There is no question: the technology start-up scene in Chicago has changed. Today, we have more talent and resources. Our tech incubator, 1871, has been a major driver of this evolution. It is a billboard that hangs over Chicago promoting tech entrepreneurship. On a personal level, 1871 has helped me find my true calling and grow my business. I look forward to watching it mature.
I have been a member of 1871 since it opened, in 2012. The week I joined, I quit my full time job as a data analyst, researcher, and coder. It wasn't until I learned about Ron May’s tech newsletter, Built in Chicago, and the idea of 1871 that I thought of developing my own tech business—my first idea was a pricing platform for small freight businesses.
The freight transportation software made money; my code worked. But quickly I found that my passion was not in the trucking industry. Instead, I realized that I could use my tech skills to help fellow entrepreneurs succeed, plan, build, and launch their products. And as I launched this new venture, I’ve seen it develop right alongside 1871’s own growth and changes. Here are the biggest changes I’ve seen through 1871’s evolution:
1) Today, 1871 is no longer a homogenous warehouse. I used to work with Katie Lettie, jack of all trades, geographer, writer, and a business analyst. During her first week working with me, she sat down and asked me where all the other women were. Today 1871 is diverse, and actively recruiting even greater numbers of female and minority entrepreneurs. Efforts to recruit talent with the skills needed to help businesses launch have also paid off -- there are many more developers and designers among us. I’m starting to notice the trend in the other tech centers around the city as well.
2) The entrepreneurs around 1871 also seem to have better domain expertise as 1871 grows and finds its place in the business ecosystem. One of the best examples of this domain expertise is Firelily, a startup that I work closely with. Firelily provides a crowd-funding platform for disaster recovery. Based out of 1871 and the Civic Accelerator, Firelily is co-founded by Tamara Habib and Paul Lewis. Tamara is a former disaster recovery consultant, Paul is Hurricane Katrina survivor – who better to design a solution to a problem than the people who have lived and studied it? Less and less am I finding myself being pitched inadequate solutions to non-existent problems. How can you know you’re disrupting an industry if you don’t have experience with the issue at hand? There is a reason why Tamara and Paul are able to attract partnerships with industry giants, talent, and funding partners. People trust their judgment.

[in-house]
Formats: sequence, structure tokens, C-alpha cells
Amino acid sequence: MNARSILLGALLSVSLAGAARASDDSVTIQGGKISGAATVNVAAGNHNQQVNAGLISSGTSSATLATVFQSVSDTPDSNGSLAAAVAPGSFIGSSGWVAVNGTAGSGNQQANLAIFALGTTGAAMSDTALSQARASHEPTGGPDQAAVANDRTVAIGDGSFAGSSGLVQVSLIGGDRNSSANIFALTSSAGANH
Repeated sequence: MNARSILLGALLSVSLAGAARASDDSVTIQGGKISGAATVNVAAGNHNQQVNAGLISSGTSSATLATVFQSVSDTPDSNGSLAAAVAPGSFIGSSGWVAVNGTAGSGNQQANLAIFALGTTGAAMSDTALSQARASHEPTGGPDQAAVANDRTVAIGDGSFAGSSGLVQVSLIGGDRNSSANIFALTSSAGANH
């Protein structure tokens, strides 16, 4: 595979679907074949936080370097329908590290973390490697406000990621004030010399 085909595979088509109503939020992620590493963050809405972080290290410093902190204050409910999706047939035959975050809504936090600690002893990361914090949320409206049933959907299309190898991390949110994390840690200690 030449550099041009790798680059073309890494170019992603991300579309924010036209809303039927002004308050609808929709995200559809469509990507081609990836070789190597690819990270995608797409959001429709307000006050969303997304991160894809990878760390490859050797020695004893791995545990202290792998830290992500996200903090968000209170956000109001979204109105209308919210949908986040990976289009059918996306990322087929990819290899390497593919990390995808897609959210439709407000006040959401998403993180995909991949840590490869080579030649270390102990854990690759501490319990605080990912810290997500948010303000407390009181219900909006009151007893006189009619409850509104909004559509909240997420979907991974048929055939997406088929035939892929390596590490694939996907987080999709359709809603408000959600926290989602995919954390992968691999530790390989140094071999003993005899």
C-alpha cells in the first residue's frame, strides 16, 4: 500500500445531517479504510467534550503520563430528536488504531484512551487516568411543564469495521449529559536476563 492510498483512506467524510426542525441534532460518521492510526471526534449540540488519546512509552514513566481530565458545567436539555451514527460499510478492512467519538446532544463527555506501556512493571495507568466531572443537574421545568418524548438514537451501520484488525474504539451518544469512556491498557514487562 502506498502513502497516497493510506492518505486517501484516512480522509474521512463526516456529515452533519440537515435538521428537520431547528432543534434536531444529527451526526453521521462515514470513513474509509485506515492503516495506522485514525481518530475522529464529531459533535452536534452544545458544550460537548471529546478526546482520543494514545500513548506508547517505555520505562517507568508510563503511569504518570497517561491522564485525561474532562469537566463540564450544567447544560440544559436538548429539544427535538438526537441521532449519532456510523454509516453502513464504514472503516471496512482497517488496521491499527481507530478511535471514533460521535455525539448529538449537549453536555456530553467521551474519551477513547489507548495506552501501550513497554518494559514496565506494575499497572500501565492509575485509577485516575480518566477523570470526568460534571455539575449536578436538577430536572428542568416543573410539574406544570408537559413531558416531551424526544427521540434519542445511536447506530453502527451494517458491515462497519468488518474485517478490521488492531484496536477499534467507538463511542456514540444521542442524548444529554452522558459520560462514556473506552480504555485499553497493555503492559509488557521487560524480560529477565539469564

3) More and more, founders are educated about starting a business. I work with VestedWorld, an 1871 and Chicago Innovation Exchange startup that connects investors with opportunities in emerging markets. The founder, Euler Bropleh, works with a team of amazing advisors. He was able to surround himself with people who helped him push his idea into a working concept and a business within months. Knowing to build a support network for a company seems trivial, yet just a few years ago it was a rare occurrence in this exact same space.
Just a few years ago Chicago didn't have much to offer to new tech entrepreneurs. In fact no one was talking about the Chicago tech scene. Then 1871 opened its doors.
Today we're actually on a map. We have progressed as a community.
There is still a lot more work to be done. Jeff Carter of Hyde Park Angels devotes some of his time to writing about the need for capital in the Midwest. In order to get that capital, the world has to know that we have something to offer. 1871's PR machine, image, and growth will be key to doing that. The events, the tours, the opportunities to offer office hours, workshops, and successful graduates of the incubator will educate investors about opportunities in Chicago and the rest of Midwest. All these factors combined will drive more talent, more money, and more successful ventures.
About the Author
Robert Haidari, Founder of Hot Emu
Robert Haidari is a Chicago-area serial entrepreneur with extensive software development and technology experience as well as a strong interest in global affairs.
Most recently, Robert founded Hot Emu a part of Ingens Ventures LLC, a consulting company that helps start-ups and small- to medium-sized businesses maximize growth and efficiency with new software and data analytics.
Hot Emu grew organically from of Robert’s professional experiences and interests. Though currently immersed in the Chicago start-up and tech consulting scene, he originally worked as a data analyst and forecaster at Loop Capital Markets, an investment bank. After he left investment banking, Robert founded a technology start-up that predicted pricing for the transportation industry.